(Bloomberg) — An overlooked drug bought by a biotech company for a mere $6.6 million a decade ago could become one of the biggest selling cancer treatments ever.
Those high expectations have its maker, Pharmacyclics Inc., considering selling itself in a deal that could be worth as much as $18 billion.
The Sunnyvale, Calif.-based company has attracted interest from companies including Johnson & Johnson and Novartis A.G., Bloomberg reported Wednesday. Cancer is one of the most lucrative areas of drug development, and Imbruvica is an easy-to-use pill that costs around $100,000 a year, avoids certain serious side effects of chemotherapy, and patients can stay on it for long periods of time.
The drug has also made a billionaire of Chief Executive Officer Robert W. Duggan. Duggan owns 13.5 million shares, or 18 percent, of Pharmacyclics. The stock constitutes the bulk of his $3.2 billion net worth, according to the Bloomberg Billionaires Index. He amassed most of the shares at a cost of $42 million between 2004 and 2011, when he used his holdings to take a board seat and eventually control of the company.
The drug is projected to join the ranks of other top-selling oncology drugs, with $4.2 billion in estimated sales in 2019, according to an average of estimates by analysts.
Imbruvica “certainly has the potential of Gleevec-like revenue,” said Brian Druker, director of the Knight Cancer Institute at Oregon Health & Science University, referring to Novartis AG’s $4.75 billion drug for chronic myeloid leukemia. “It’s a big deal and the responses have been impressive” in chronic lymphocytic leukemia, one of its main uses.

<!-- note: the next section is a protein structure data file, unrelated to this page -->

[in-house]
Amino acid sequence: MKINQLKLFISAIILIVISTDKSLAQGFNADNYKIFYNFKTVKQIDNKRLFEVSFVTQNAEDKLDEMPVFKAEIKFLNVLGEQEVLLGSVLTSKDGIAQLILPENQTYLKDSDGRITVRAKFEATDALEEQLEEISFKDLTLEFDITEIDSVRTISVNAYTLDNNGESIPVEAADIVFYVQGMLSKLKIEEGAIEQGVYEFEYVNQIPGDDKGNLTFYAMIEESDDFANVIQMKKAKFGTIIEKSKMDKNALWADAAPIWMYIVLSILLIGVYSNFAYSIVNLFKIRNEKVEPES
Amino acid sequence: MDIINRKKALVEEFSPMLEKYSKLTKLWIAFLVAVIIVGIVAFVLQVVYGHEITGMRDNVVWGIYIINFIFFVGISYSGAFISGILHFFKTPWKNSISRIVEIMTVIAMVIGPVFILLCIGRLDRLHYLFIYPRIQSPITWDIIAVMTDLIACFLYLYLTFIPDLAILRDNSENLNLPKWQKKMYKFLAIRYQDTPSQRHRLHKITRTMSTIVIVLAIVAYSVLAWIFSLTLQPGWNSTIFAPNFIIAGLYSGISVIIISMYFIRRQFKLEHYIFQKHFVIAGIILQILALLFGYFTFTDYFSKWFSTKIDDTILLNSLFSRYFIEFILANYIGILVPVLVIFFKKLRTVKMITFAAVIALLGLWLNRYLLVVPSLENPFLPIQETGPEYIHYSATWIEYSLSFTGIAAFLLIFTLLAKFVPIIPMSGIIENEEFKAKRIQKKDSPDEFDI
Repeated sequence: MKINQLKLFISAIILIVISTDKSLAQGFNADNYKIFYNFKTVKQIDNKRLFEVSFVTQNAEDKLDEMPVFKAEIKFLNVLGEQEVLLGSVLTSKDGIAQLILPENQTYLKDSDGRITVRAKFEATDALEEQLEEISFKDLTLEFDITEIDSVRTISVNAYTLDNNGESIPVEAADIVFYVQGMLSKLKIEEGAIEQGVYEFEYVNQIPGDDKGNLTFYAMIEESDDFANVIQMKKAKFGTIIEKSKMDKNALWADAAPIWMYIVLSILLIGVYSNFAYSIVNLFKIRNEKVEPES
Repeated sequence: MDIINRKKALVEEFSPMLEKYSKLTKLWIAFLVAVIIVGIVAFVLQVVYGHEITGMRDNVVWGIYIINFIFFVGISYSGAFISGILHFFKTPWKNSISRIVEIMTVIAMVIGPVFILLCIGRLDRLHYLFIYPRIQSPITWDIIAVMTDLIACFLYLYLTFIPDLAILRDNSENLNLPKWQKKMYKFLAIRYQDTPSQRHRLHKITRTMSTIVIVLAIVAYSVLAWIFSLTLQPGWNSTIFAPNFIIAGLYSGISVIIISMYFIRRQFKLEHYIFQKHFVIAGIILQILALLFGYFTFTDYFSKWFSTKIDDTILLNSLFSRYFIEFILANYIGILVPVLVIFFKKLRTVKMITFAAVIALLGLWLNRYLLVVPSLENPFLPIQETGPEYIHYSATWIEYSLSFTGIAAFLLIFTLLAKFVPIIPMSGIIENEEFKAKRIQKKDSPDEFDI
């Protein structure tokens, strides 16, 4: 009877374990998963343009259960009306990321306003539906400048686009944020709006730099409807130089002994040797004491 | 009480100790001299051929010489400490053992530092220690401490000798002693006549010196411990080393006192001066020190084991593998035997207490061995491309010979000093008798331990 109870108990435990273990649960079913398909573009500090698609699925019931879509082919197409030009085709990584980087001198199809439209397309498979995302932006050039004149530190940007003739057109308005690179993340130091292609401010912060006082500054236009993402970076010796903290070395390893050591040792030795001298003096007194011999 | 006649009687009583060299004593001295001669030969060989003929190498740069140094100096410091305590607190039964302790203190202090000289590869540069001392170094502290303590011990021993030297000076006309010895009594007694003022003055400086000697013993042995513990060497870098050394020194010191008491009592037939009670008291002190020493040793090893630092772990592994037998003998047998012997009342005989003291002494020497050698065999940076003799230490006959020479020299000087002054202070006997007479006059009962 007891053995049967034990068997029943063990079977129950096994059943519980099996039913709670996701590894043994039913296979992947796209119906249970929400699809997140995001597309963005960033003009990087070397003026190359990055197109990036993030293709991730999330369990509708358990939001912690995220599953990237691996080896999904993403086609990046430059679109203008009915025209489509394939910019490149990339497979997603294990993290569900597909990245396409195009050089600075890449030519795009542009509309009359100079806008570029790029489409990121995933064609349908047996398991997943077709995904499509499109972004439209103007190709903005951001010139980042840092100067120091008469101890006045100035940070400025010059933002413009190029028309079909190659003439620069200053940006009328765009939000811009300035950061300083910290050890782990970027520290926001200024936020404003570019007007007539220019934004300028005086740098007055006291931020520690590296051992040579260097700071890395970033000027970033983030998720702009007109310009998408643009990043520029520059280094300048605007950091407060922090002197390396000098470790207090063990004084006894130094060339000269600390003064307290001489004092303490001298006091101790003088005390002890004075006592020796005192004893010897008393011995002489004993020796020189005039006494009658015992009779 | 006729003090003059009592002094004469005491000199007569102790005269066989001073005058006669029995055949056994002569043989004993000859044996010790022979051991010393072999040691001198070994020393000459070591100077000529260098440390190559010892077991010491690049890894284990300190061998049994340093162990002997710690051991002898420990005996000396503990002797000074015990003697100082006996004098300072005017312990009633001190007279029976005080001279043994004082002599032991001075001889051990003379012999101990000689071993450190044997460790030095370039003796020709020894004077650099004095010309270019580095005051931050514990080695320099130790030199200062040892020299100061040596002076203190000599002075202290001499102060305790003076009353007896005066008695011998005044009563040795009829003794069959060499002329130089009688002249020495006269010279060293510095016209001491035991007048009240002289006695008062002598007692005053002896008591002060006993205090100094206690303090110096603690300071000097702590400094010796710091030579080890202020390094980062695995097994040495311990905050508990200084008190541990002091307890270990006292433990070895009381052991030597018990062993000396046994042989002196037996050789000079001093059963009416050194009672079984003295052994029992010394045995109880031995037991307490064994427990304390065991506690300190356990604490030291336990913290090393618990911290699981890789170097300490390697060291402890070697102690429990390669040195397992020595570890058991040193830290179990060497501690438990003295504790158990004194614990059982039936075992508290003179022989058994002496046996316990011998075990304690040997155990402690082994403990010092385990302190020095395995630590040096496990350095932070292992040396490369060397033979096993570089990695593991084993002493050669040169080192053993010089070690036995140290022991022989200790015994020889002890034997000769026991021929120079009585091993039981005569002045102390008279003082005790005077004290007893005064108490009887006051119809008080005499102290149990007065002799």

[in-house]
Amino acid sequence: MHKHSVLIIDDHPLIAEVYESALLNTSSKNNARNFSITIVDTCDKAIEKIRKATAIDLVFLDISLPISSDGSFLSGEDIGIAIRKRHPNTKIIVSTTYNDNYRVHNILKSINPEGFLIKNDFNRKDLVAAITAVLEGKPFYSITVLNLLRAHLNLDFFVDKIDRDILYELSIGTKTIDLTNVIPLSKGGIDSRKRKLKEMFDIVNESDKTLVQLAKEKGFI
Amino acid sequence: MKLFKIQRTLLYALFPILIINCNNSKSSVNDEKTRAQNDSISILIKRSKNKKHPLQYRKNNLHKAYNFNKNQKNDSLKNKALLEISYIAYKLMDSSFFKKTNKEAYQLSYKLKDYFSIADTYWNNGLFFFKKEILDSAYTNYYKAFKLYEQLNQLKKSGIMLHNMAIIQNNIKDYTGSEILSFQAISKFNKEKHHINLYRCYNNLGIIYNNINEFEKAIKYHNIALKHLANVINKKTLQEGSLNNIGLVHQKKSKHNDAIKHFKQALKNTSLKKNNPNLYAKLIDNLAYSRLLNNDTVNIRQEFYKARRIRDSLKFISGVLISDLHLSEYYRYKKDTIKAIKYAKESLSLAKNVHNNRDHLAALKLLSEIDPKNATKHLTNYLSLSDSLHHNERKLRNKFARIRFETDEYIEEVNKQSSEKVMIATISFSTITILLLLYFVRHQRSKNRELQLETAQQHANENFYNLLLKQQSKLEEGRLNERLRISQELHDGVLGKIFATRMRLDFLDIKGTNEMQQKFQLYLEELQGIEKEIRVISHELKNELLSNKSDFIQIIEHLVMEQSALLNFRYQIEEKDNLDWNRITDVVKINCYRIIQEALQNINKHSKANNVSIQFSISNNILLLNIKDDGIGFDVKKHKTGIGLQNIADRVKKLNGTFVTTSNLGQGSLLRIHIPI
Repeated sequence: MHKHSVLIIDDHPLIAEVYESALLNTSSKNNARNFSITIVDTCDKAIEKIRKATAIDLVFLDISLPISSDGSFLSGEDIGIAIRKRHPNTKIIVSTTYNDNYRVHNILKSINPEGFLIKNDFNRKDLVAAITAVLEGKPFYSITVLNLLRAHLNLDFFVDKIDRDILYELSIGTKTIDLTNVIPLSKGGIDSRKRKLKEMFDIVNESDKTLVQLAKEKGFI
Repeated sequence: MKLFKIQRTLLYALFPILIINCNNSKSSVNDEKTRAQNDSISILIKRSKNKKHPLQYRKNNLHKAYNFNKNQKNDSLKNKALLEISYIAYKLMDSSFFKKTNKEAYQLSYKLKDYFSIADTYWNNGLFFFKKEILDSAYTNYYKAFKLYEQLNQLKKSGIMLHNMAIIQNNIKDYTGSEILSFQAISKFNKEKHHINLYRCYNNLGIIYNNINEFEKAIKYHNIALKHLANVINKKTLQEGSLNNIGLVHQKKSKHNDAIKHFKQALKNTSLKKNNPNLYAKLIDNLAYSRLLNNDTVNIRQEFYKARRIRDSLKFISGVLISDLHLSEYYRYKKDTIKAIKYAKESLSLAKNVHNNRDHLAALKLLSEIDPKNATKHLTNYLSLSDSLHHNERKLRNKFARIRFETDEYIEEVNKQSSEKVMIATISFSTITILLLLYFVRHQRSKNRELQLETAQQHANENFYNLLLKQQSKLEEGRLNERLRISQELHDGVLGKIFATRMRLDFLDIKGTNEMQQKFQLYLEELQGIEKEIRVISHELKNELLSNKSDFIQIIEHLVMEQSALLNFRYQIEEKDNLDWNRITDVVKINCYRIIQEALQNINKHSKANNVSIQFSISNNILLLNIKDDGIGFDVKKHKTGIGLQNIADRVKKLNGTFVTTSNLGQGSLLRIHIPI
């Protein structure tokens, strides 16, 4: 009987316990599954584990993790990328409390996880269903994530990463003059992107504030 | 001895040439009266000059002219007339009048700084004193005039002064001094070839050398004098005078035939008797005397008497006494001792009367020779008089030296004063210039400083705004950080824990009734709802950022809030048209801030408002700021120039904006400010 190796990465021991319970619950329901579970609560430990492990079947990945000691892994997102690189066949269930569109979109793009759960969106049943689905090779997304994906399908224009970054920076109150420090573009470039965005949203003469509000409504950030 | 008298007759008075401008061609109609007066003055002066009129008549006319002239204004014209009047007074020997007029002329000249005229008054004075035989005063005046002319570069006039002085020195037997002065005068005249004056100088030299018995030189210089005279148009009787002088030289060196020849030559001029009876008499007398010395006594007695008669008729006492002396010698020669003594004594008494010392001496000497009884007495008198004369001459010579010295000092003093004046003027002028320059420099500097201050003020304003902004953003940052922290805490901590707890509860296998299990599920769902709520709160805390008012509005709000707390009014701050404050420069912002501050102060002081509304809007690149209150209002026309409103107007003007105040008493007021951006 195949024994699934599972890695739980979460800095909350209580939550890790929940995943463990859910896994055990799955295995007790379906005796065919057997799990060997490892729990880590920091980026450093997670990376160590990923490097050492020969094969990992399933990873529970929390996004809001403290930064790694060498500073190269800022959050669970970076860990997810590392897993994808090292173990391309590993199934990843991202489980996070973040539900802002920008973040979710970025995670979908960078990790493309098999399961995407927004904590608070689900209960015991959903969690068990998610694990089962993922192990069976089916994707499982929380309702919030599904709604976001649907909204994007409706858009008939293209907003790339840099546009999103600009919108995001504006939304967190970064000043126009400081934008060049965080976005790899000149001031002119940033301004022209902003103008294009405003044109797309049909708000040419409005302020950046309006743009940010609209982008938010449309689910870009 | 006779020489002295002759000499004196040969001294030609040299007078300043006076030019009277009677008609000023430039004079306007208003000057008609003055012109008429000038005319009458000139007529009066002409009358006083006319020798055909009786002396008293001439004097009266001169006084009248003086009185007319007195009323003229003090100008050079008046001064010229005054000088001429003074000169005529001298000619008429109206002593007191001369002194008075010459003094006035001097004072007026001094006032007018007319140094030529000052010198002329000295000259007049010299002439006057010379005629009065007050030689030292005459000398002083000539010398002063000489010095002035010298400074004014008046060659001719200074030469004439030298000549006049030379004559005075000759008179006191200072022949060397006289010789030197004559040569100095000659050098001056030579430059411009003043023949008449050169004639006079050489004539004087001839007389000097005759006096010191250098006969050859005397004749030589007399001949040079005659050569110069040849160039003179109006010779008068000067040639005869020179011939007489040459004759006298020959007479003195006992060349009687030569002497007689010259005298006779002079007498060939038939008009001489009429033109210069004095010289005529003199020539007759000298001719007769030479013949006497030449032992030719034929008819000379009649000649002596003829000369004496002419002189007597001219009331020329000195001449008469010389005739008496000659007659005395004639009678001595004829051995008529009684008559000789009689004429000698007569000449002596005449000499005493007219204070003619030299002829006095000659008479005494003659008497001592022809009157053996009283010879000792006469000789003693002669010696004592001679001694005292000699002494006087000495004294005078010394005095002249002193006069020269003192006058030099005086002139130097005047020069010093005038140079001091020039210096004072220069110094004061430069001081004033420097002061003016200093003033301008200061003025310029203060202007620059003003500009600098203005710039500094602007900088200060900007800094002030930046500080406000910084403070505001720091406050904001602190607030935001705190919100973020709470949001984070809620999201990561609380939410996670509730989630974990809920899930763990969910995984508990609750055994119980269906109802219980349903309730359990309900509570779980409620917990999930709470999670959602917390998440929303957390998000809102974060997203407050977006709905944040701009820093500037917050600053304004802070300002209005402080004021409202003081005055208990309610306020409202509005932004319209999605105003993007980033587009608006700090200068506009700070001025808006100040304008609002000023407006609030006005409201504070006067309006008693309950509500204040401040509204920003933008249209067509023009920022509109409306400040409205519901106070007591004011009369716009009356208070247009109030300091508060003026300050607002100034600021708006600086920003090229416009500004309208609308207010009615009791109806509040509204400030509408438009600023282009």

While the drug is now approved for both mantle cell lymphoma and chronic lymphocytic leukemia, at the time its promise wasn’t obvious, said Druker.
“There was no slam dunk there,” said Druker. “It was risk taking and vision and believing in something and getting into patients and seeing what happens.”
Gleevec, which Druker pioneered, attacks the main gene mutation that causes CML, or chronic myeloid leukemia. In CLL, it wasn’t clear that a pathway blocked by Imbruvica would prove crucial in slowing down tumors until it was tested in people, he said.
In one 391 patient study, Imbruvica significantly delayed progression of the disease and lowered the death rate by more than half in patients who had failed other therapies or relapsed.
“It is one of the major advances in CLL treatment in the past couple of years,” said Jae Park, an adult leukemia doctor at Memorial Sloan Kettering Cancer Center. “It is not a cure, but it is relatively easily tolerable.” That’s important because many cases of CLL occur in older patients, and some cases can progress very slowly.
Like Gleevec, the number of people on the drug has potential to grow greatly over time, as patients using the drug live longer and if it ends up replacing chemotherapy as an initial treatment for CLL, said Brian Skorney, an analyst at Robert W. Baird. The sales trajectory of Imbruvica “has really blown away every other oncology launch with the exception of Avastin,” made by Roche Holding A.G., he said.
Pharmacyclics got the drug in 2006, when it bought a group of drugs for $2 million in cash, and 1 million shares. Duggan took control two years later, ousting then-CEO and co-founder Richard Miller and three other board members after an experimental cancer drug failed. Duggan ordered researchers to focus on a new series of experimental treatments, one of which became Imbruvica.
A sale of Pharmacyclics would be in keeping Duggan’s investment history. The billionaire has invested in and then sold half a dozen businesses starting in the late 1960s, including Cookie Muncher’s Paradise, a bakery business that is now part of Panera Bread Co., and MAG International B.V., an eastern European billboard company he sold in 2006 to JCDecaux S.A.
Duggan is also a member of the Church of Scientology. He’s one of the organization’s largest donors, with gifts of at least $20 million, including some Pharmacyclics shares. Duggan confirmed membership in the organization in 2013 while declining to confirm his giving.
“I feel it is an honor and personal obligation to share my financial success with Scientology,” he wrote in a 2013 e-mail to Bloomberg News.